The Irish Times today (Apr 3rd) marks the victory in the 1981 Fermanagh-South Tyrone by-election of Bobby Sands, who just shy of a month later would die on hunger strike, the first of ten republican prisoners who would sacrifice themselves ostensibly for the cause of political status but in reality so that Sinn Fein could enter electoral politics.
And since that move into electoral politics would cause unsustainable friction between the political ambitions of Sinn Fein and the violent methods of the IRA – a battle which Sinn Fein would eventually win – it is at least arguable that the 1981 hunger strikers began something that ultimately we would recognise as the peace process.
There were two key aspects of the death toll. The first was the number who gave up their lives, so many that anger at the British – or rather the imperious Margaret Thatcher – spilled over from the traditional but limited republican constituency into more moderate Nationalist homes, threatening the SDLP’s traditional electoral hegemony in that community.
The second was the extent to which the hunger strikes normalised and legitimised electoral politics in a community that had long regarded elections as a virulent political poison, a sellout by any other name. When Bobby Sands died and the British banned serving prisoners from standing in the resulting by-election, Owen Carron, a Sinn Fein activist, stood and won the seat. And when a general election was called that torrid summer in the Republic, protesting prisoners stood and won seats in the Dail.
These election results terrified constitutional politicians on both islands, but persuaded hitherto republican zealots that maybe elections weren’t such a bad thing after all. This would not have been possible had the hunger strike been called off after Sands’ death, or when it became clear, as it did not long afterwards, that Mrs Thatcher would not give the IRA the victory its supporters wanted. And the longer the protest lasted, the more legitimacy was bestowed on the idea of fighting and winning elections.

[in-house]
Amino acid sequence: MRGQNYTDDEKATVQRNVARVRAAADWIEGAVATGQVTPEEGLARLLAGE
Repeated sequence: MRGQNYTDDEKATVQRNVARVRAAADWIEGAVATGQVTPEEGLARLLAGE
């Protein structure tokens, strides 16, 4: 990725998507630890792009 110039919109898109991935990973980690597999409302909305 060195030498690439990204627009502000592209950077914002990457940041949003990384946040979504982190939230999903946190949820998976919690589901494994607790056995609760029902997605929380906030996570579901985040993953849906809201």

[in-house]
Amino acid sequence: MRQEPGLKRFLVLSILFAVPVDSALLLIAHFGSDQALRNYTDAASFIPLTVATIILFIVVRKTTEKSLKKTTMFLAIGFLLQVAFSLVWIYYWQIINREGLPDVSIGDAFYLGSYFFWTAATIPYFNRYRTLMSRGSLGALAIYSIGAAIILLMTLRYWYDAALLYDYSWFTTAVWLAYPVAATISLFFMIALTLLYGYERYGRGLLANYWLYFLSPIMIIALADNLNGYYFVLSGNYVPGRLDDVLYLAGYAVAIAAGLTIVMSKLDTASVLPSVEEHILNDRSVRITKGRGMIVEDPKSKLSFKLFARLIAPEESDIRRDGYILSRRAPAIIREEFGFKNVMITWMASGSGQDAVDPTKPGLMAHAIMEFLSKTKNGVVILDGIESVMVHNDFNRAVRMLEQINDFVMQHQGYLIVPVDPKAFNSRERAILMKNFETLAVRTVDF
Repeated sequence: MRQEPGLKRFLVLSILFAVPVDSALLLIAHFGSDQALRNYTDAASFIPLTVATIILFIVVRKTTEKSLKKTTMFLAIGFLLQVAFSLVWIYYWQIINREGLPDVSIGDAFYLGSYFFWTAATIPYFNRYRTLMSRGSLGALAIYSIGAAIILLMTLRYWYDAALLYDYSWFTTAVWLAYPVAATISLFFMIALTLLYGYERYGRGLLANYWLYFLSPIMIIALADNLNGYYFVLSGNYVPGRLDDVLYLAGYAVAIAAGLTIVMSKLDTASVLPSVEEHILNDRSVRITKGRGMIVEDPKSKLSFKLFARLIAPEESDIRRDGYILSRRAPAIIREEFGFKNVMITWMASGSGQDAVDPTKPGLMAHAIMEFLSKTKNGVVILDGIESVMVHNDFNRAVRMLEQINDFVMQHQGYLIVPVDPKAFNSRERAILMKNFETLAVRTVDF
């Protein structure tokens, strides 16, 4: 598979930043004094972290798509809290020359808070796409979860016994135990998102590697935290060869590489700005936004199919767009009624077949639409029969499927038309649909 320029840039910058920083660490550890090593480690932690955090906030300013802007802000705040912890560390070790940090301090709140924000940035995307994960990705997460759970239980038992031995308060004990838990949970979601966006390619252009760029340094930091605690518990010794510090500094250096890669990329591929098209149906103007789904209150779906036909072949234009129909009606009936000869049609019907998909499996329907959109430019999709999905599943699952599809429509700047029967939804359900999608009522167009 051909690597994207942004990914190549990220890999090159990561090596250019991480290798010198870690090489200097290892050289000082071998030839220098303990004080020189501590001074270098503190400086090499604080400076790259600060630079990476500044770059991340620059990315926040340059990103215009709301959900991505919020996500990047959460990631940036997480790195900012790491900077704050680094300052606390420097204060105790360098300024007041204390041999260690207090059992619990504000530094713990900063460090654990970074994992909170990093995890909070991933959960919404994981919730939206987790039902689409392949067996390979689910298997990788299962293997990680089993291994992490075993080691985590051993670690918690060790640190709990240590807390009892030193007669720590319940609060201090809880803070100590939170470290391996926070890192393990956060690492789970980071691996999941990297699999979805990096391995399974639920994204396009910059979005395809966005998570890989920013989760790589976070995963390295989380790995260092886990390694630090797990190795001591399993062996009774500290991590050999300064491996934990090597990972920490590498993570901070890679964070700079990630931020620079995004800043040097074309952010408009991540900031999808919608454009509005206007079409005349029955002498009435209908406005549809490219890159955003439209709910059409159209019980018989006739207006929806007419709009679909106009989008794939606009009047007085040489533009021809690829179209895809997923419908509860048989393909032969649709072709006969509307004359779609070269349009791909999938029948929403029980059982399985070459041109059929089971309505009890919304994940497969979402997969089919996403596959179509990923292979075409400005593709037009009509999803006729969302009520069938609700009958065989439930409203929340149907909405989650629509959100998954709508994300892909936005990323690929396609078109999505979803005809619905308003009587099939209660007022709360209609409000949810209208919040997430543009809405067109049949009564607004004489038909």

It is therefore entirely appropriate that The Irish Times chose the anniversary of Sands’ election rather than his death to mark the importance of the part he played in these events. Nor is there much wrong with the paper’s choice of interviewees, tediously familiar though some of them are, especially those from Sinn Fein.
No, the problem is the dog that didn’t bark.
One of the reasons why the hunger strikes lasted so long was the failure of efforts to negotiate a settlement, particularly one that coincided with the by-election in Fermanagh-South Tyrone caused by Sands’ death and which Sand’s election agent, Owen Carron was tipped to win. Had the settlement been accepted and the prison protest ended it is probable that Carron would not have become the area’s MP and the North’s subsequent history might well have been very different.
The story of how all that happened was first told by the prisoners’ then public relations officer in the jail, Richard O’Rawe, in interviews for the Boston College archive. After he was interviewed by Anthony McIntyre he decided, very much against my advice, to write a book about the experience. I knew the Provos would make his life hell. But, seeing that he was determined, I then gave him as much help as I could.
To be sure the book was very controversial but as time has passed, the essential truth of his account has become more widely accepted, not least when Brendan Duddy, the Derry businessman who was the go-between to the British government in the episode at the centre of O’Rawe’s story confirmed the account.
But O’Rawe does not exist in The Irish Times‘ hunger strike universe. You can read Mary Lou McDonald’s view of the hunger strikes, Michelle Gildernew’s and Danny Morrison’s. But not Richard O’Rawe’s. It is as if he never existed. In such ways is history scrubbed clean.